The Power of Premack: A Recall Repaired – by Sarah Owings
This is PART 3 of a new series of guests posts by the trainers at CyberDogOnline.com, an online (clicker) dog training workshop that Boogie and I were enrolled in last year. This continues from PART 1: Premack Pearls and PART 2:Station Training. Read my personal review of the Cyber Dog Online course in this earlier blog post.
THE POWER OF PREMACK: A RECALL REPAIRED
by Sarah Owings, KPA CTP
True confessions of a professional dog trainer…If there are big distractions like birds, cats, squirrels, or the next door neighbor making noise in his yard, our twelve year old poodle-mix, Maya, still isn’t always all that great at coming when called. However, thanks to the power of the Premack Principle, I can safely say that she is at least worlds better than she used to be.
Maya is a dog who has only recently learned to appreciate food rewards. Once free-fed with a bowl of boring kibble left out all day long, Maya used to not only be an extremely picky eater, she also made it abundantly clear that (unlike our other dog whose whole universe seems to revolve around whatever delectable morsel I might happen to have stashed away in my pocket at any given time), she would much rather chase a cat or a squirrel than eat even high value stuff like salmon, chicken, hamburger or cheese.
To make matters worse, not only was Maya difficult to motivate, my mom had also inadvertently poisoned her recall because back before she knew better, she used to yell at Maya for barking in the yard and, when Maya ignored her, my mom would stomp outside, snatch her by the collar, haul her back inside, and lock her in the house.
Not surprisingly, by the time I took over Maya’s training, she appeared to go “deaf” the instant I said her name, and would run off and even actively evade my hands if I reached for her. She would also deliberately ignore any food I offered her at such times too, clearly suspicious that I was attempting to entrap her.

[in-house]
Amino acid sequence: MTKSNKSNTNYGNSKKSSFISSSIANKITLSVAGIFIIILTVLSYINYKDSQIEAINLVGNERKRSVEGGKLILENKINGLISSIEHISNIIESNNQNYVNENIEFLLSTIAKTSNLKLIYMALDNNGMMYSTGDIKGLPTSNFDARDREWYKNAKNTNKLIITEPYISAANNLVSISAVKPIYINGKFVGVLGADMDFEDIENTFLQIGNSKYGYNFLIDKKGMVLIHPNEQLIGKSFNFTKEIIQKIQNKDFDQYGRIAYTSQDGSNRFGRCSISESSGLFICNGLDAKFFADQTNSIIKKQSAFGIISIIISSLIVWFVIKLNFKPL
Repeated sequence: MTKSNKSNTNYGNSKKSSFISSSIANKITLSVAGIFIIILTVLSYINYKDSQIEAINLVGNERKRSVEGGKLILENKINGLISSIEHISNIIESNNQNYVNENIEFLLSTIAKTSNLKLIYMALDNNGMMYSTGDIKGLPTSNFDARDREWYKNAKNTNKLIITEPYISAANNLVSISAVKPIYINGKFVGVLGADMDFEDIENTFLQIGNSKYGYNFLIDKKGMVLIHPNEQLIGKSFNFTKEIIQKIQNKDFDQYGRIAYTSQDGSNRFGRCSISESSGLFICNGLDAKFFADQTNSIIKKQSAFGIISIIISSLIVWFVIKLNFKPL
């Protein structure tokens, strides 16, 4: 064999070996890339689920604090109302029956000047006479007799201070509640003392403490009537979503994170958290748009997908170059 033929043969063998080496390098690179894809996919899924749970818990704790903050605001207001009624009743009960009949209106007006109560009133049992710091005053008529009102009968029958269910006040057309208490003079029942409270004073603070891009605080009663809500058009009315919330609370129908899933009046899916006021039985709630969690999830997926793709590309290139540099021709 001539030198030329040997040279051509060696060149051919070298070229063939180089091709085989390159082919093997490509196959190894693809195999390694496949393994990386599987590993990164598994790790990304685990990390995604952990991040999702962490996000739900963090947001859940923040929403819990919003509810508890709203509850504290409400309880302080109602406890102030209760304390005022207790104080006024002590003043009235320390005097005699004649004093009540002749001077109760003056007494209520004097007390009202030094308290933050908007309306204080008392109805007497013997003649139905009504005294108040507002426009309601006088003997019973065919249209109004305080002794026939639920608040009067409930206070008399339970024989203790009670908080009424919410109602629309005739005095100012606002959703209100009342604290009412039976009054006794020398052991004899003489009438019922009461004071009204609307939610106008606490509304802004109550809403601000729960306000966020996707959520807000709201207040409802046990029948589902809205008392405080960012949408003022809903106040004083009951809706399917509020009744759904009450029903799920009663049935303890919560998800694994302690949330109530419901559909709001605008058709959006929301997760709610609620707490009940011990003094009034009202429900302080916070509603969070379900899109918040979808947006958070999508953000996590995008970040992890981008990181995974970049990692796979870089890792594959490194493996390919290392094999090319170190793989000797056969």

So, how do you teach a non food-motivated dog to LOVE to come when you call–even away from an exciting activity like barking at the fence? Well, you Premack-it! That’s what you do! By establishing a new pattern where I released Maya back to her preferred activity each time AFTER she offered even the tiniest bit of focus, eventually she began to trust that I wasn’t there to grab her and end the fun, and she began to look at me more often. Additionally, as you can see in the video, an interesting side benefit to this work was that Maya also began to eat the food I offered her too! That means that not only did I end up Premacking her recalls, I ended up Premacking her acceptance of food rewards as well!
More than curbing the barking, my main goal with Maya was to rebuild trust. Because she had no real problems with aggression towards people or other dogs, and because our yard was a safe place to allow her to practice the barking behavior, I made the choice to begin our Premack sessions off-leash right next to the fence. (Side note: I do not recommend allowing dogs with serious dog-dog aggression or dog-human aggression to fence-fight). I also took video so I could measure Maya’s progress more objectively. If the desired behavior of looking at me all on her own without nagging or prompting increased in frequency and duration over time, then I knew I had hit upon the correct reinforcer.
One Year Later… Maya is still a dedicated barker. That’s just the kind of dog she is. However, she is now much more likely to only bark a few times and then come find me. If I have a treat handy, I typically reward her for this good choice. But even if I don’t have a treat, she gets praise and/or a favorite butt or belly scratch, followed by the now ritualized release cue “OKAY! Go bark!” What is interesting is that sometimes Maya does go right back outside to bark for a minute or two, but more often than not these day she seems content to stay with me instead. When she’s obsessing about something in the yard such as the neighbor or an evil squirrel taunting her up on the telephone wires, I can walk over, stand 5-10′ from her and get offered eye-contact and then a pretty decent recall in just a few minutes. But best of all now, approximately eight times out of ten, I can stand all the way at the back door, 50-90′ away from the distraction, call out a cheerful “Maya HERE!”, and within 20 seconds she comes trotting right inside with eyes bright and happy, and her tail wagging. Now that’s progress!